One woman’s remarkable odyssey from tragedy to prison to recovery—and recognition as a leading figure in the national justice reform movement.

This event is sponsored by the Sentencing Project. The advocacy director, Nicole Porter, will be in conversation with the author.

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Susan Burton: BECOMING MISS BURTON
5th & K | Cullen Room | June 14, 2017 | 6:30 pm - 8:30 pm

Busboys and Poets 5th & K welcomes Susan Burton for her new book "Becoming Ms. Burton."

One woman’s remarkable odyssey from tragedy to prison to recovery—and recognition as a leading figure in the national justice reform movement.

“Susan’s life story is one our nation desperately needs to hear and understand. This is a story about personal transformation and collective power. It is about one woman’s journey to freedom, but it will help free us all.” —Michelle Alexander, author of The New Jim Crow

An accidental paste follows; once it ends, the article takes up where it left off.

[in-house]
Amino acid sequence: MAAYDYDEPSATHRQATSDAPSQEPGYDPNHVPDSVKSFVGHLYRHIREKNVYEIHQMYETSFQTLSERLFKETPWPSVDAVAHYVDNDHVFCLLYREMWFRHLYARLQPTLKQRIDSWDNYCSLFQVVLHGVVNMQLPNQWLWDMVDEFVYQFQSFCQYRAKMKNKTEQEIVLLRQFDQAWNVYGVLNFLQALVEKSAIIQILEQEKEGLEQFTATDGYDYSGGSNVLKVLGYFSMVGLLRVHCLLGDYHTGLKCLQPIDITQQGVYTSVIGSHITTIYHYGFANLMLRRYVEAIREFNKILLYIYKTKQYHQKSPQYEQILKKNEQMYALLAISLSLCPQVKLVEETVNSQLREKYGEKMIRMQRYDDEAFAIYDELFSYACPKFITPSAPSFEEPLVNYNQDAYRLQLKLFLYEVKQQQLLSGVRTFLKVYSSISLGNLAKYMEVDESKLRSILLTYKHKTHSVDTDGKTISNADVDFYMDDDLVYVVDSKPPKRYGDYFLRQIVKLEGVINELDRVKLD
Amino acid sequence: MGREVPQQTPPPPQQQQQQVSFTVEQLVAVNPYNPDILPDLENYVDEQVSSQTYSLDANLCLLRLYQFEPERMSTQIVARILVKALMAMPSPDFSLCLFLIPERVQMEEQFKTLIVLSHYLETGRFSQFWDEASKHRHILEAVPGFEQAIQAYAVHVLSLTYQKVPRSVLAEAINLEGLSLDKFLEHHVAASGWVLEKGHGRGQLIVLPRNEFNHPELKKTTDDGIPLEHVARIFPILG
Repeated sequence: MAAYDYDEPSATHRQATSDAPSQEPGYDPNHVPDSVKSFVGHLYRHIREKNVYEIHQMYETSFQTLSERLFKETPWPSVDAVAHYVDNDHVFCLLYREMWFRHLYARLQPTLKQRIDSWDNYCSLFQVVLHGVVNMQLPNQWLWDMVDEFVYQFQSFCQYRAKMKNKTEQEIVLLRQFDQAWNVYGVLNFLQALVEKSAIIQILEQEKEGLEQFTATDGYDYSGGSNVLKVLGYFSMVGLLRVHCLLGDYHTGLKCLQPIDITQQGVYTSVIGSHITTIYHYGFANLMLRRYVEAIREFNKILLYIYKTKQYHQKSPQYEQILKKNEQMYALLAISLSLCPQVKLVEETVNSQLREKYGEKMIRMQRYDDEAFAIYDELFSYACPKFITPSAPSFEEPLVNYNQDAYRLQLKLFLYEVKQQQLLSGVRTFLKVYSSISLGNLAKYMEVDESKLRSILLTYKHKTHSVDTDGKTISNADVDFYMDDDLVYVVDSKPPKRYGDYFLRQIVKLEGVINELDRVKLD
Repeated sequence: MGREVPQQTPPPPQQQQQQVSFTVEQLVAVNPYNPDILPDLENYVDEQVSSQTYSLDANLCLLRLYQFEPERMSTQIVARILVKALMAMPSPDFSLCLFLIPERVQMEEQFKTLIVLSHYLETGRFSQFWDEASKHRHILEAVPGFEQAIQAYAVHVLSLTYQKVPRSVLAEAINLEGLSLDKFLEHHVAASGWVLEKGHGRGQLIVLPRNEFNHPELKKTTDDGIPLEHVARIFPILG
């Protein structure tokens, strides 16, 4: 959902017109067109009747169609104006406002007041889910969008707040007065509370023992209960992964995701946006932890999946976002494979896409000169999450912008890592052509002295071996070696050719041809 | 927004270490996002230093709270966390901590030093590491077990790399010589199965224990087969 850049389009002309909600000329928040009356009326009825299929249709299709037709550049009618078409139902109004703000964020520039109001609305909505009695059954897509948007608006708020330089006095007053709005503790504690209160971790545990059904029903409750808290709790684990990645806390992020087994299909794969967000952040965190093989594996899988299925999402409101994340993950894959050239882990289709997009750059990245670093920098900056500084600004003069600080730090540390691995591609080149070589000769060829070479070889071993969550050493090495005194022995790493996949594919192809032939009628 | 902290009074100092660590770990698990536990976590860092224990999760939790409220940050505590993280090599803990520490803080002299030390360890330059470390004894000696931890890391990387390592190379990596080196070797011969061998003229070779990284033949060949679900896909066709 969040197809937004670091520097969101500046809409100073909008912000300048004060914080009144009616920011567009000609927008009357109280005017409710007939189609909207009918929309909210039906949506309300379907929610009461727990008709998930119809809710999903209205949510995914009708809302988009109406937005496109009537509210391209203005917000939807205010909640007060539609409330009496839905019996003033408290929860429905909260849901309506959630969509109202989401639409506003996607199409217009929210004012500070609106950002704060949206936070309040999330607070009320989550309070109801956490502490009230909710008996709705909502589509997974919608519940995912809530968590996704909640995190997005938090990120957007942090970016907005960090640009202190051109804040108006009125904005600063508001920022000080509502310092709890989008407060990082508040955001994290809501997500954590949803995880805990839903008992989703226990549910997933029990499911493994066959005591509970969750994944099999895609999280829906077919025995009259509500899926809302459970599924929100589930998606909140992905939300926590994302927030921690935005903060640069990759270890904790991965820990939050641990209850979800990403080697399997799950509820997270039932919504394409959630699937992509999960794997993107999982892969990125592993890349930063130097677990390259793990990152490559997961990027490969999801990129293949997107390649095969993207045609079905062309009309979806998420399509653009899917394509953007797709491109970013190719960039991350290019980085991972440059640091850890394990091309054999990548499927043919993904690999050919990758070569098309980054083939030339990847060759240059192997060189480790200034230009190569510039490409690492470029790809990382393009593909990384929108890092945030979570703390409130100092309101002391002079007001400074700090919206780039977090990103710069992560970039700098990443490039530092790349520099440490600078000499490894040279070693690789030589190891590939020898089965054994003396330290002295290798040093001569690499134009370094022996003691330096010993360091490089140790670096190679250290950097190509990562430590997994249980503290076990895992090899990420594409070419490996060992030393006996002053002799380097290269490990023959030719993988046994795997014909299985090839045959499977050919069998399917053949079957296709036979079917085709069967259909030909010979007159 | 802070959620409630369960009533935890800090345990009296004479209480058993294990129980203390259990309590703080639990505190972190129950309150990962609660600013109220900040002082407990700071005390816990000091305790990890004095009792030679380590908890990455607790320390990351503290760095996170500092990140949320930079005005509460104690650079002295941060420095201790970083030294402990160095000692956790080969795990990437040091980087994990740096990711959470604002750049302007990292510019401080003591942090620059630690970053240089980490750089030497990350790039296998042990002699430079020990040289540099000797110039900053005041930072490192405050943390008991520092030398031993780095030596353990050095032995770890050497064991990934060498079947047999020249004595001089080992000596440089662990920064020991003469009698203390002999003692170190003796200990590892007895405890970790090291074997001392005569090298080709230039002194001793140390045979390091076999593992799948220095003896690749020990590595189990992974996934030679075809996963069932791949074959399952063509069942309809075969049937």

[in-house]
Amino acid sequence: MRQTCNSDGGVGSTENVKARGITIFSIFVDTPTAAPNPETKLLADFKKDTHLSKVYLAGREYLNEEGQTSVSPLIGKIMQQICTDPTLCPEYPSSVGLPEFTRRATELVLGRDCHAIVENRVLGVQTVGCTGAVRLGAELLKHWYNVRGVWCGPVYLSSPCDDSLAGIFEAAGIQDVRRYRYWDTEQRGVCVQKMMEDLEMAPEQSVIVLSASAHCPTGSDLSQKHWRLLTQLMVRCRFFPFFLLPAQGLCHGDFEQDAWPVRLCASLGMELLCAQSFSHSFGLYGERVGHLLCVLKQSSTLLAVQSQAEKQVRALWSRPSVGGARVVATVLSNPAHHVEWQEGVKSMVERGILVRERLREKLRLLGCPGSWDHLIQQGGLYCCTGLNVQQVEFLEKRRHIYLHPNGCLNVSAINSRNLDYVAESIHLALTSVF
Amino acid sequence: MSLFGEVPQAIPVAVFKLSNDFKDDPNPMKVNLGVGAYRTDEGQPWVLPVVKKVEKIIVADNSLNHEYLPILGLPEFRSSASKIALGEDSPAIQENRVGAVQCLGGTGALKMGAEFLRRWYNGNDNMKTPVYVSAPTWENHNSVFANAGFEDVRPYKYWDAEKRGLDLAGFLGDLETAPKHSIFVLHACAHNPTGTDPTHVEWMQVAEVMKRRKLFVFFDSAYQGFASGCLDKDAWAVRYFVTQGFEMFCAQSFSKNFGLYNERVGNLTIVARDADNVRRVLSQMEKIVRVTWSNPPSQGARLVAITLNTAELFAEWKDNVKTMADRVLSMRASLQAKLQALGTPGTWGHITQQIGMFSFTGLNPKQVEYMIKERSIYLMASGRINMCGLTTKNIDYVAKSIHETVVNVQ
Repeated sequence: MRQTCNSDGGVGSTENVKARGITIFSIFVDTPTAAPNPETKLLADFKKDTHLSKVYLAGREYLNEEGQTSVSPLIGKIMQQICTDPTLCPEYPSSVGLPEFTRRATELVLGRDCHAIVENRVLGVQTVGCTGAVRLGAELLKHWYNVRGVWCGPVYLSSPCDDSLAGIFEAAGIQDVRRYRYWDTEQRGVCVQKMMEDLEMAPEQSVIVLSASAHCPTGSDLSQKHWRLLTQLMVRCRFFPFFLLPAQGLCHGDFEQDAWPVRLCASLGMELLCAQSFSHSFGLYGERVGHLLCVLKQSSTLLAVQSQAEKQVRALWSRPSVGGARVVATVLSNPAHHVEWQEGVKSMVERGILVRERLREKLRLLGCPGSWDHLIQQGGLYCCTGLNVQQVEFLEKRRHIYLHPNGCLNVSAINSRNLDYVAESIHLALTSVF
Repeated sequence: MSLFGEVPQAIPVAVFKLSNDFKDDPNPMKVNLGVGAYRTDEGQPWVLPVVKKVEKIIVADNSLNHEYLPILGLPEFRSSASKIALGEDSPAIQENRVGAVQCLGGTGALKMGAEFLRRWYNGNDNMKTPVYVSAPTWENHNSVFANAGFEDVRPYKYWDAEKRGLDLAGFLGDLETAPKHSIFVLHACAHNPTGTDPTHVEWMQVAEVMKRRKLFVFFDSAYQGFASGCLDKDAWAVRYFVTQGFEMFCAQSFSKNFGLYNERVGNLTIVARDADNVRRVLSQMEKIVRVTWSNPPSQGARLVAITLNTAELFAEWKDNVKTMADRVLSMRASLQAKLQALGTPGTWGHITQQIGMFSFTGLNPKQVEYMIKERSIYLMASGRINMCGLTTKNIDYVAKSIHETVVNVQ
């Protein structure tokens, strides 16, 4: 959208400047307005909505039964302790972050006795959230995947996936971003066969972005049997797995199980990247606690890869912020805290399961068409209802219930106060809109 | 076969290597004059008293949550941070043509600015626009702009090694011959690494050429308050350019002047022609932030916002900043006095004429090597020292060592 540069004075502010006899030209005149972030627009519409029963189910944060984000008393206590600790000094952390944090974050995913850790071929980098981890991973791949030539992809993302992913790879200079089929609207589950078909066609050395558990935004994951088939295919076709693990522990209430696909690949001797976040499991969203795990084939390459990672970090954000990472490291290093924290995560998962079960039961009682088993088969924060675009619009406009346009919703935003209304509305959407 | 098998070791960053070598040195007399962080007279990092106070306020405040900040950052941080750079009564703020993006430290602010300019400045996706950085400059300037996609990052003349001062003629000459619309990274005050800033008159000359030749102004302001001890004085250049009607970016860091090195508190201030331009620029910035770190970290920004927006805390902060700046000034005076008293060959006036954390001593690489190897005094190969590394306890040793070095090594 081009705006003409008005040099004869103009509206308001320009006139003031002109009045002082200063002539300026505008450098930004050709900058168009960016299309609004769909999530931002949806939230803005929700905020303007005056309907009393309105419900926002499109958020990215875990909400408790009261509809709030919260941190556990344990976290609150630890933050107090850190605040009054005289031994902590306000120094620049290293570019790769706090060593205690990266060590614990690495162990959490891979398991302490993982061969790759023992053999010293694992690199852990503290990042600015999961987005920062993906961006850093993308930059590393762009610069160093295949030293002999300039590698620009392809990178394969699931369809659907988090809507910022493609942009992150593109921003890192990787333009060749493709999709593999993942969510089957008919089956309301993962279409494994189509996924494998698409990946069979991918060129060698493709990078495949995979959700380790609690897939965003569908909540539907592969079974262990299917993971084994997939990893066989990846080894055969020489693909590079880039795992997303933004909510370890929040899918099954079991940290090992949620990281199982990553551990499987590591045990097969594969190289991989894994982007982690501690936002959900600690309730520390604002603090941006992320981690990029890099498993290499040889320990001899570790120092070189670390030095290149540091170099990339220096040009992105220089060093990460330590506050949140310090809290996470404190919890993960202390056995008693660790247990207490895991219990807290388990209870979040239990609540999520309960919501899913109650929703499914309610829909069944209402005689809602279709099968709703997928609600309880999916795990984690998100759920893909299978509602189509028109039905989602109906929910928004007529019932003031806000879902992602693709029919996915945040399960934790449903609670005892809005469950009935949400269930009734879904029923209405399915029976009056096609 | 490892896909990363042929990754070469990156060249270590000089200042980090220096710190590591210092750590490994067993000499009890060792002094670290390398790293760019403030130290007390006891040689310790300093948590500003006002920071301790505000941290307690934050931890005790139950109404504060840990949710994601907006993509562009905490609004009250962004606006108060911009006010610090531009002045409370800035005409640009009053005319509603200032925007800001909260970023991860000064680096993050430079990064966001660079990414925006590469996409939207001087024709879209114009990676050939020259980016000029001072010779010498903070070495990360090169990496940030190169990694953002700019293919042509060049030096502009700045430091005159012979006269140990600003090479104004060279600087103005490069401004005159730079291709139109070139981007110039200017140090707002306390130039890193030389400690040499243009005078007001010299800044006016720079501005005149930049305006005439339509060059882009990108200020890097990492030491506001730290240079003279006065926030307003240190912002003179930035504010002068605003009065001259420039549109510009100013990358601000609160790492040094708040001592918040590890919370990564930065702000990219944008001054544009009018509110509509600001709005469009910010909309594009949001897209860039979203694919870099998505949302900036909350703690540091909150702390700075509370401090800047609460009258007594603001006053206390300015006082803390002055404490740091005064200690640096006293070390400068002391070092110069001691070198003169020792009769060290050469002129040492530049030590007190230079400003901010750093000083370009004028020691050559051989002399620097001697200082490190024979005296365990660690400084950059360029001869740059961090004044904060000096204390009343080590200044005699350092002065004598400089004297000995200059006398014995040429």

Susan Burton’s world changed in an instant when her five-year-old son was killed by a van driving down their street. Consumed by grief and without access to professional help, Susan self-medicated, becoming addicted first to cocaine, then crack. As a resident of South Los Angeles, a black community under siege in the War on Drugs, it was but a matter of time before Susan was arrested. She cycled in and out of prison for over fifteen years; never was she offered therapy or treatment for addiction. On her own, she eventually found a private drug rehabilitation facility.

Once clean, Susan dedicated her life to supporting women facing similar struggles. Her organization, A New Way of Life, operates five safe homes in Los Angeles that supply a lifeline to hundreds of formerly incarcerated women and their children—setting them on the track to education and employment rather than returns to prison. Becoming Ms. Burton not only humanizes the deleterious impact of mass incarceration, it also points the way to the kind of structural and policy changes that will offer formerly incarcerated people the possibility of a life of meaning and dignity.

This event is sponsored by the Sentencing Project. The advocacy director, Nicole Porter, will be in conversation with the author.


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